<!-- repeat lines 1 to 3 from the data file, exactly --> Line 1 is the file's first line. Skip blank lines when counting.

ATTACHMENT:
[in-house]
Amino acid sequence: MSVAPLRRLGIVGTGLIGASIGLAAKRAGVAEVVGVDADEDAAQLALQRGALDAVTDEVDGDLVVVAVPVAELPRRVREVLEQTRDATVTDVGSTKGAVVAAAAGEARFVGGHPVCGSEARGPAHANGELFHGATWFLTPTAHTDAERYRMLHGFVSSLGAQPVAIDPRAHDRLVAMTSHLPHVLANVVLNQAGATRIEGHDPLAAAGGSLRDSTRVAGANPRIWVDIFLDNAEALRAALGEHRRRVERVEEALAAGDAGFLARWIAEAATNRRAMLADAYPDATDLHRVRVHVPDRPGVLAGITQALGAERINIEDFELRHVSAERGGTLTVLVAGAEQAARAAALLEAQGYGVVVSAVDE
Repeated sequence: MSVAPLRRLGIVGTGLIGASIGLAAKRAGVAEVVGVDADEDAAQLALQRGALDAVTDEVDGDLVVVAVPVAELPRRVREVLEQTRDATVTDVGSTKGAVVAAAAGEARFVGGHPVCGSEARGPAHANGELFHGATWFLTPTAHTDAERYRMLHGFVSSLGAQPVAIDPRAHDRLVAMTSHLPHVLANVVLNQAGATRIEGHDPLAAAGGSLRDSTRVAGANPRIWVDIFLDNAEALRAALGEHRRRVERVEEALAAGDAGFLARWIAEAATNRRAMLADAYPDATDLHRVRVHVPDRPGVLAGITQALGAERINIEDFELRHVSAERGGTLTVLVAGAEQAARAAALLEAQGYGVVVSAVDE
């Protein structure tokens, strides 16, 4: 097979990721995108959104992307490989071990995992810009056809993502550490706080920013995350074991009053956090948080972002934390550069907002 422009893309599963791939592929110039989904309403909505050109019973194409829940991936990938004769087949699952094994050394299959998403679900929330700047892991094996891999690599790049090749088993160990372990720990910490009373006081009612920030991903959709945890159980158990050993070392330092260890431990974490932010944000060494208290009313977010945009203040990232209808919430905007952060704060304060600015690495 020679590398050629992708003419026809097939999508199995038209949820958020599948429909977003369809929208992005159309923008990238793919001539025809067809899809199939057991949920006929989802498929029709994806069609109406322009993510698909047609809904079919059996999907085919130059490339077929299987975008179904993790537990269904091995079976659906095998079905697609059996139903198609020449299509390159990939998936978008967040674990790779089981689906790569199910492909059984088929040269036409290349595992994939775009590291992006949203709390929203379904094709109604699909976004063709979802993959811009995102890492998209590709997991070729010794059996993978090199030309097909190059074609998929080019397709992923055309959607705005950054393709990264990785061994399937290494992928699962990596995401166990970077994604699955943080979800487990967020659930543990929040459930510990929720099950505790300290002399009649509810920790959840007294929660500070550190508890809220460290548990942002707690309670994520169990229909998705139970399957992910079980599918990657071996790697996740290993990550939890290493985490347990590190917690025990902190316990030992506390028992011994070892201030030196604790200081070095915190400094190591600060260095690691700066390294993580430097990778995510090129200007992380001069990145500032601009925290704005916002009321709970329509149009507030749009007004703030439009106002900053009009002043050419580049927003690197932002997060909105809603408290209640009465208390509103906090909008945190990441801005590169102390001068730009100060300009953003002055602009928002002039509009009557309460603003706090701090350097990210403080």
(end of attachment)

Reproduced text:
[in-house]
Amino acid sequence: MSVAPLRRLGIVGTGLIGASIGLAAKRAGVAEVVGVDADEDAAQLALQRGALDAVTDEVDGDLVVVAVPVAELPRRVREVLEQTRDATVTDVGSTKGAVVAAAAGEARFVGGHPVCGSEARGPAHANGELFHGATWFLTPTAHTDAERYRMLHGFVSSLGAQPVAIDPRAHDRLVAMTSHLPHVLANVVLNQAGATRIEGHDPLAAAGGSLRDSTRVAGANPRIWVDIFLDNAEALRAALGEHRRRVERVEEALAAGDAGFLARWIAEAATNRRAMLADAYPDATDLHRVRVHVPDRPGVLAGITQALGAERINIEDFELRHVSAERGGTLTVLVAGAEQAARAAALLEAQGYGVVVSAVDE
Repeated sequence: MSVAPLRRLGIVGTGLIGASIGLAAKRAGVAEVVGVDADEDAAQLALQRGALDAVTDEVDGDLVVVAVPVAELPRRVREVLEQTRDATVTDVGSTKGAVVAAAAGEARFVGGHPVCGSEARGPAHANGELFHGATWFLTPTAHTDAERYRMLHGFVSSLGAQPVAIDPRAHDRLVAMTSHLPHVLANVVLNQAGATRIEGHDPLAAAGGSLRDSTRVAGANPRIWVDIFLDNAEALRAALGEHRRRVERVEEALAAGDAGFLARWIAEAATNRRAMLADAYPDATDLHRVRVHVPDRPGVLAGITQALGAERINIEDFELRHVSAERGGTLTVLVAGAEQAARAAALLEAQGYGVVVSAVDE